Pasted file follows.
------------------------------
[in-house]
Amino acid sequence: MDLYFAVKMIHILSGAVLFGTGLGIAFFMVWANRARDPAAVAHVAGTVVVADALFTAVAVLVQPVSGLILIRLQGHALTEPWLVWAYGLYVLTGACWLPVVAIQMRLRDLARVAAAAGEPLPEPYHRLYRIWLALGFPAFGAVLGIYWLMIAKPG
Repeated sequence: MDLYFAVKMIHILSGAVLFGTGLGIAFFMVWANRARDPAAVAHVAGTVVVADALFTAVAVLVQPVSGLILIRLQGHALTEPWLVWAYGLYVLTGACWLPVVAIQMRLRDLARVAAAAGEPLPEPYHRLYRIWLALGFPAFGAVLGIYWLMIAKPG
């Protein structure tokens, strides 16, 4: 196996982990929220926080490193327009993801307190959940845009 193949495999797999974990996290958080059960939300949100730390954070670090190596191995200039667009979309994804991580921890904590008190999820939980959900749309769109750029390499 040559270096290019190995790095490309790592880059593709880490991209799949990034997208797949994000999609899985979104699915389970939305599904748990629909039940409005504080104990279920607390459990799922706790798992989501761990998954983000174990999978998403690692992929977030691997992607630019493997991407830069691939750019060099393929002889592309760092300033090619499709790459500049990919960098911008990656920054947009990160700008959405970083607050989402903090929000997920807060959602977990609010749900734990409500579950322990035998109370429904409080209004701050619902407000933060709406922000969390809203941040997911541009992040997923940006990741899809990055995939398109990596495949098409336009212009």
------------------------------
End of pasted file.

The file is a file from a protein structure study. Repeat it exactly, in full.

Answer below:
[in-house]
Amino acid sequence: MDLYFAVKMIHILSGAVLFGTGLGIAFFMVWANRARDPAAVAHVAGTVVVADALFTAVAVLVQPVSGLILIRLQGHALTEPWLVWAYGLYVLTGACWLPVVAIQMRLRDLARVAAAAGEPLPEPYHRLYRIWLALGFPAFGAVLGIYWLMIAKPG
Repeated sequence: MDLYFAVKMIHILSGAVLFGTGLGIAFFMVWANRARDPAAVAHVAGTVVVADALFTAVAVLVQPVSGLILIRLQGHALTEPWLVWAYGLYVLTGACWLPVVAIQMRLRDLARVAAAAGEPLPEPYHRLYRIWLALGFPAFGAVLGIYWLMIAKPG
């Protein structure tokens, strides 16, 4: 196996982990929220926080490193327009993801307190959940845009 193949495999797999974990996290958080059960939300949100730390954070670090190596191995200039667009979309994804991580921890904590008190999820939980959900749309769109750029390499 040559270096290019190995790095490309790592880059593709880490991209799949990034997208797949994000999609899985979104699915389970939305599904748990629909039940409005504080104990279920607390459990799922706790798992989501761990998954983000174990999978998403690692992929977030691997992607630019493997991407830069691939750019060099393929002889592309760092300033090619499709790459500049990919960098911008990656920054947009990160700008959405970083607050989402903090929000997920807060959602977990609010749900734990409500579950322990035998109370429904409080209004701050619902407000933060709406922000969390809203941040997911541009992040997923940006990741899809990055995939398109990596495949098409336009212009």